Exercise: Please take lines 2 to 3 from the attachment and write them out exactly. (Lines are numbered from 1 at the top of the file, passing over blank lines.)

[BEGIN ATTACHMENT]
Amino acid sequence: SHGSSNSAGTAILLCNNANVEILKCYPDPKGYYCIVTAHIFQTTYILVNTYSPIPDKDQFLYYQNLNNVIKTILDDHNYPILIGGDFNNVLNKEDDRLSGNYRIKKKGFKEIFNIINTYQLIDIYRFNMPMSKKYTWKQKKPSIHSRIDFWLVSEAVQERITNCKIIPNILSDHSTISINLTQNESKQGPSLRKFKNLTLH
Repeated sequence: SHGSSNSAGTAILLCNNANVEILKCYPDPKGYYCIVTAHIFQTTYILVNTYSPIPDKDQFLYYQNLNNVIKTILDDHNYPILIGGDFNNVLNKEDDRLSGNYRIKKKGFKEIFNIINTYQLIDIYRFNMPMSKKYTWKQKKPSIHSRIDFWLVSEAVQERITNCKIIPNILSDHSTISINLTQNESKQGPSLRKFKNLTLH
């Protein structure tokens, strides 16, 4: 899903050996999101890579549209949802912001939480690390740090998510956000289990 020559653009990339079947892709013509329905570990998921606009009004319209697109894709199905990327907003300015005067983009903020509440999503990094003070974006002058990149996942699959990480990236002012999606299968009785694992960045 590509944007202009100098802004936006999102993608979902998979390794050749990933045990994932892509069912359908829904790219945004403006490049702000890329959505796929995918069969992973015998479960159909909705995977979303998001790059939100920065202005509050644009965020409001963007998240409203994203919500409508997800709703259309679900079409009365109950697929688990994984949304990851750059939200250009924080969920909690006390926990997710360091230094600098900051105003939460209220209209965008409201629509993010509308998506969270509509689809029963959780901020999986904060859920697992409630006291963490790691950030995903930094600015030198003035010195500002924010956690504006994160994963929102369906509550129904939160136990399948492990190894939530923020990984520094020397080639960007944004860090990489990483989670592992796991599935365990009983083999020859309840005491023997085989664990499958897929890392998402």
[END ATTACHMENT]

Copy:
Repeated sequence: SHGSSNSAGTAILLCNNANVEILKCYPDPKGYYCIVTAHIFQTTYILVNTYSPIPDKDQFLYYQNLNNVIKTILDDHNYPILIGGDFNNVLNKEDDRLSGNYRIKKKGFKEIFNIINTYQLIDIYRFNMPMSKKYTWKQKKPSIHSRIDFWLVSEAVQERITNCKIIPNILSDHSTISINLTQNESKQGPSLRKFKNLTLH
């Protein structure tokens, strides 16, 4: 899903050996999101890579549209949802912001939480690390740090998510956000289990 020559653009990339079947892709013509329905570990998921606009009004319209697109894709199905990327907003300015005067983009903020509440999503990094003070974006002058990149996942699959990480990236002012999606299968009785694992960045 590509944007202009100098802004936006999102993608979902998979390794050749990933045990994932892509069912359908829904790219945004403006490049702000890329959505796929995918069969992973015998479960159909909705995977979303998001790059939100920065202005509050644009965020409001963007998240409203994203919500409508997800709703259309679900079409009365109950697929688990994984949304990851750059939200250009924080969920909690006390926990997710360091230094600098900051105003939460209220209209965008409201629509993010509308998506969270509509689809029963959780901020999986904060859920697992409630006291963490790691950030995903930094600015030198003035010195500002924010956690504006994160994963929102369906509550129904939160136990399948492990190894939530923020990984520094020397080639960007944004860090990489990483989670592992796991599935365990009983083999020859309840005491023997085989664990499958897929890392998402």